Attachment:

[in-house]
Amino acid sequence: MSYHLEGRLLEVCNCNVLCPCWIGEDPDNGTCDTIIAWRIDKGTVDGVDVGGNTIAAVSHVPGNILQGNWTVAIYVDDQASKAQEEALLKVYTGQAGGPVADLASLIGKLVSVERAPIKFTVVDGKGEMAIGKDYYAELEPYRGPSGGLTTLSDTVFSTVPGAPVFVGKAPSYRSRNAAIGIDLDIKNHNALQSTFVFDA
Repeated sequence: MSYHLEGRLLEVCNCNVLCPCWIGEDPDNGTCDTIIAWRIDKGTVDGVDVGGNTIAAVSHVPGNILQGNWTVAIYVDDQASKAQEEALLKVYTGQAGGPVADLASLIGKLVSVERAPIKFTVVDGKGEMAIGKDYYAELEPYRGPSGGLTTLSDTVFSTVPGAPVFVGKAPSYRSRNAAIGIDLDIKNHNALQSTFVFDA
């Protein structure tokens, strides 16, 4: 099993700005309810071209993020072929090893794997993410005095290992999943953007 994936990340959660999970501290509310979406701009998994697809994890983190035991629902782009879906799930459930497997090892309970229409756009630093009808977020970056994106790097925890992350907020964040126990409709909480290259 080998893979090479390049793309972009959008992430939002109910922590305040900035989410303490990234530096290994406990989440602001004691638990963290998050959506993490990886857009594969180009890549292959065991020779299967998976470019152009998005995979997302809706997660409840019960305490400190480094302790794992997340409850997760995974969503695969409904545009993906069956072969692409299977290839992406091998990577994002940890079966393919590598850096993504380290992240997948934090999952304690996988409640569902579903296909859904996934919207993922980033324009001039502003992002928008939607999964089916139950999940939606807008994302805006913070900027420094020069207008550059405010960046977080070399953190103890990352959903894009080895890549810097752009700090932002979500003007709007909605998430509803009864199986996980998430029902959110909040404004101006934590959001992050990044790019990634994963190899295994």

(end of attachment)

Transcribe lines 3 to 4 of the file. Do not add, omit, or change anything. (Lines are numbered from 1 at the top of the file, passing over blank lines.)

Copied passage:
Repeated sequence: MSYHLEGRLLEVCNCNVLCPCWIGEDPDNGTCDTIIAWRIDKGTVDGVDVGGNTIAAVSHVPGNILQGNWTVAIYVDDQASKAQEEALLKVYTGQAGGPVADLASLIGKLVSVERAPIKFTVVDGKGEMAIGKDYYAELEPYRGPSGGLTTLSDTVFSTVPGAPVFVGKAPSYRSRNAAIGIDLDIKNHNALQSTFVFDA
């Protein structure tokens, strides 16, 4: 099993700005309810071209993020072929090893794997993410005095290992999943953007 994936990340959660999970501290509310979406701009998994697809994890983190035991629902782009879906799930459930497997090892309970229409756009630093009808977020970056994106790097925890992350907020964040126990409709909480290259 080998893979090479390049793309972009959008992430939002109910922590305040900035989410303490990234530096290994406990989440602001004691638990963290998050959506993490990886857009594969180009890549292959065991020779299967998976470019152009998005995979997302809706997660409840019960305490400190480094302790794992997340409850997760995974969503695969409904545009993906069956072969692409299977290839992406091998990577994002940890079966393919590598850096993504380290992240997948934090999952304690996988409640569902579903296909859904996934919207993922980033324009001039502003992002928008939607999964089916139950999940939606807008994302805006913070900027420094020069207008550059405010960046977080070399953190103890990352959903894009080895890549810097752009700090932002979500003007709007909605998430509803009864199986996980998430029902959110909040404004101006934590959001992050990044790019990634994963190899295994």